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SEO Website Audit

Why SEO in All the Right Places Doesn't Cut It Anymore

October 5, 2011


When I teach my "how to" SEO classes, I begin by telling the students all the things that SEO isn't. I've always felt that it was important because they're often expecting to hear some secret formula for SEO success. And why wouldn't they, with all the myths and outright wrong/bad information that constantly swirls through the SEOsphere? When I finish telling them that everything they thought was SEO really isn't, they stare at me with their mouths hanging open. So I tell them what SEO actually is:

Making your website the best it can be for the search engines and your site visitors.
Image Credit: renaissancechambara
Unfortunately, that doesn't do much to alter their blank stares. After all, it's an incredibly open-ended definition of SEO. Still, it's the only one that truly encompasses what good SEO is all about, as well as why you need to do it. While my method of how to SEO has always been based on that principle, more people are coming around to it in the wake of Google's Panda Algorithm.

Pre-Panda, many people built thriving businesses using the following basic how to SEO process:
  • Buy a keyword-rich domain name that encompasses the products you want to sell.
  • Build a templated website around it.
  • Link internally to the product pages with descriptive anchor text.
  • Use those same keyword phrases in the Title and H tags.
  • Submit the website URL to lots of directories.
  • Drop links to the website in other people's blogs and forums.
Voila! Instant Google success!

They'd repeat the process hundreds of times with different types of products, and then run on autopilot. While it might not have worked on every site they created, the sheer volume of websites they ran would be enough to make them a decent living.

So maybe there was a secret formula after all?

Perhaps, but after Google's Panda Algorithm was implemented, many (but not all) who followed and succeeded with that formula for years suddenly lost a good chunk of their revenue.

What changed?

My own speculation, based on numerous websites that I've reviewed where this happened, is that Google finally decided that there needed to be more to a website than having "SEO in all the right places." And it makes sense. Why should one site do better than another just because they read up on how to SEO and knew the best places to stick their keywords? It shouldn't. And by allowing exactly that to happen, Google was enabling sites with old-fashioned, by-the-book SEO to beat out potentially higher quality websites.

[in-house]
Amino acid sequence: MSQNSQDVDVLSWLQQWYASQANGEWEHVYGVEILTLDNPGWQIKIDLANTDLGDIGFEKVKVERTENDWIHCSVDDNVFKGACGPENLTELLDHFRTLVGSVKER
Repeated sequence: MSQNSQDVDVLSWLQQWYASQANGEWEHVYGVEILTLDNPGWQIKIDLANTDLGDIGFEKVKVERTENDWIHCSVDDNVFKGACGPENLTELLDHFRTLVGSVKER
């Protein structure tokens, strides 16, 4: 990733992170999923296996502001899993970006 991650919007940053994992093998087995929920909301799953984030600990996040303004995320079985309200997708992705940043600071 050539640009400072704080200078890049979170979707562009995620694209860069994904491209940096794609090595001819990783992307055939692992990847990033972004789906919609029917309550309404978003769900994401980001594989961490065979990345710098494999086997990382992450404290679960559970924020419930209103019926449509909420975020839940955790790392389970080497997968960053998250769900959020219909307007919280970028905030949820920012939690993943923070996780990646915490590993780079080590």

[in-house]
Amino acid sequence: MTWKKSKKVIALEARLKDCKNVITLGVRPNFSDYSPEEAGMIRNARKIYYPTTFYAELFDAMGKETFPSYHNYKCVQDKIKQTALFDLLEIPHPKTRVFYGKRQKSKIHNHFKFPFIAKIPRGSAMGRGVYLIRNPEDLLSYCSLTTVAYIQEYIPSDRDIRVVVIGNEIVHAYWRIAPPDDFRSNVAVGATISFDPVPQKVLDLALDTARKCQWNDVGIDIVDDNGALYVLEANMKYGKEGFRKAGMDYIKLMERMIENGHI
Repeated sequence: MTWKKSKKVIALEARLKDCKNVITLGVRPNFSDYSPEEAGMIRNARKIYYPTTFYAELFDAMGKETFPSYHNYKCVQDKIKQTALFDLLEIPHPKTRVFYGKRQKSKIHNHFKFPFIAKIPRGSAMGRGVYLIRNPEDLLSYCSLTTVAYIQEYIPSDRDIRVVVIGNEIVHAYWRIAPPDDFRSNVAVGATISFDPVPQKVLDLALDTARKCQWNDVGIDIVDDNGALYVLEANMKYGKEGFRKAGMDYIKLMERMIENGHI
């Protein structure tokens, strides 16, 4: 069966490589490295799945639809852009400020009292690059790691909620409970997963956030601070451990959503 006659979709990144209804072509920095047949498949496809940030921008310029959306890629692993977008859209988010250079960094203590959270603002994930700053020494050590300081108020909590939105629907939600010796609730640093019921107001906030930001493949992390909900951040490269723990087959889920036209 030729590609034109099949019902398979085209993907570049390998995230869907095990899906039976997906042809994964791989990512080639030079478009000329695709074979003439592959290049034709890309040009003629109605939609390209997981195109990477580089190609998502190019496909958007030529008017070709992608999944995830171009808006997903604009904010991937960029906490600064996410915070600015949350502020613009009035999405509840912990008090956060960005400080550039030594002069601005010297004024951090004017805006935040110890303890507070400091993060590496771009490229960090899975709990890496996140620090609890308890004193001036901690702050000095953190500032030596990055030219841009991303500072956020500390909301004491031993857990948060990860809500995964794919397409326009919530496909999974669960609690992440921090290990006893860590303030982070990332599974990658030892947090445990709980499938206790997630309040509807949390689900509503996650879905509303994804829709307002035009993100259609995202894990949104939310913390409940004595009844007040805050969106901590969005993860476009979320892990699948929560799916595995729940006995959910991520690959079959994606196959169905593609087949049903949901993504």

The result was that Google not always giving their own users (the searchers) the best, most relevant sites for the search query at hand. Don't get me wrong, I'm not totally blaming Google here. It has to be a daunting task for a machine to know the difference between an okay (but great with SEO) site and a great (but perhaps not so great with SEO) one. Especially when so much of how Google tried to determine relevancy and quality was based on links – and even more on anchor text. It simply became too easy to game that system.

Giving Google What They Wanted

I certainly understand and even empathize with those site owners who've lost a significant portion of their income. They were just giving Google what it wanted. And because it worked so well, they had no reason to go above and beyond their basic formula. Why build a brand for your company when a keyword-rich domain would provide a better return on investment? Why spend time becoming an expert in your industry and educating your target market on the intricacies of your products when you could hire someone to write low-quality "SEO articles" and submit them to article directory sites instead?

Interestingly enough, many of the business owners I've talked to who have been getting by with formula SEO all these years have told me that they have tons of happy customers. Yet there are no obvious signs of this online, such as glowing reviews on Google Places or other online review sites (there aren't bad ones either). How are customers even supposed to remember the name of a company called something like (I just made that one up.)

Mainly, customers found these websites through Google, made their purchase and received their merchandise. There's nothing wrong with that, but there was also no personal connection made. This is further illustrated by the fact that if you look at social media sites, you won't see much chatter about these companies. In fact, many of them don't even use social media, or simply have cursory accounts. Again, they didn't need to.